One of the things that is disappointing about technical analysis is its constant default towards superstition and nonsense. This silliness drags the entire profession down and when technicians take umbrage at the way they are viewed they only have themselves to blame.
A reader asked whether Charles Nenner, self-described as “the talk of Wall Street since accurately predicting some of the biggest moves in the Markets over the past few years,” accurately forecasts equity and commodity markets. We consider the following:
- In his July 2007 discussion of the “Nenner Methodology at the Bloomberg Studio”, Charles Nenner cites sunspot activity as a specific key indicator for equity returns. Per this source, he believes that the sunspot cycle correlates strongly with equity markets via the predictable effects of magnetic field disturbances on investors.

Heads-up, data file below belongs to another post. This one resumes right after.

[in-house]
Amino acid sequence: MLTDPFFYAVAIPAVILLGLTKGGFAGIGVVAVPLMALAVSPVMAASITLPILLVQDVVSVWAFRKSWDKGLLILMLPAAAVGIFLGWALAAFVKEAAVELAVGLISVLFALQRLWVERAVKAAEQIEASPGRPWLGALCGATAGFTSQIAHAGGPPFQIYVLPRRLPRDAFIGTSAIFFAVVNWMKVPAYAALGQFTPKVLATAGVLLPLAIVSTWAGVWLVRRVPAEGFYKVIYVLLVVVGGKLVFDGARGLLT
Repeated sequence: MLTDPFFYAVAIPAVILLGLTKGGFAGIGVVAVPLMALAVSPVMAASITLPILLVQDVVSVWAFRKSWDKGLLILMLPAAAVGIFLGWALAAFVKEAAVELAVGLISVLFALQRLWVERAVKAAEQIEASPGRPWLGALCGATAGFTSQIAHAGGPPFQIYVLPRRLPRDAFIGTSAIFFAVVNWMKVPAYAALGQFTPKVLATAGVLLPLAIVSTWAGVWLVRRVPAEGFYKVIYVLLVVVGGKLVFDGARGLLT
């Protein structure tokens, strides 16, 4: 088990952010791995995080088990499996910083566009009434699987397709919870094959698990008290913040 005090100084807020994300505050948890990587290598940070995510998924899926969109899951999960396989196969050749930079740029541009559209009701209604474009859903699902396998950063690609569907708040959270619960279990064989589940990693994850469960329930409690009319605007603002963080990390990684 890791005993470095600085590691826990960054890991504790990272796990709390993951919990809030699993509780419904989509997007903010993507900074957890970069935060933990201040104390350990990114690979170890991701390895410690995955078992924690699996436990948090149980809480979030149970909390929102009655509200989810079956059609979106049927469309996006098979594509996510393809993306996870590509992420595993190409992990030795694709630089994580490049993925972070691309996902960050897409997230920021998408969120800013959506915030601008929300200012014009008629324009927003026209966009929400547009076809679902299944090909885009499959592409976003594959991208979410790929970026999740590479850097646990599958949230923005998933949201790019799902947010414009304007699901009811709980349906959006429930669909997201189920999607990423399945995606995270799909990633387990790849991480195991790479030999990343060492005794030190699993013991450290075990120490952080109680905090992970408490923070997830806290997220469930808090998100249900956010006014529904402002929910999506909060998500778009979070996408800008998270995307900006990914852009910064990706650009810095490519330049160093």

- In “Sunspots Predict ‘Major Crisis’ After 2013: Chartist”, he states: “If there is a high intensity of sunspots, markets rise, if their intensity lowers, markets go down because sunspots affect people’s mood.”
Is there a reliable relationship between sunspot activity and stock market returns? Using monthly averages of daily sunspot counts and monthly levels of Shiller’s S&P Composite Index(also monthly averages of daily levels) during January 1871 (limited by the Shiller data) through October 2018, we find that:
The following chart plots monthly sunspot activity and the S&P Composite Index, with the latter on a logarithmic scale. There are about 14 11-year sunspot cycles in the full sample, with the peak at the end of the 1950s strongest and the most recent peak the weakest. Visual inspection reveals no obvious relationship between the two series.
More here – CXO Advisory Group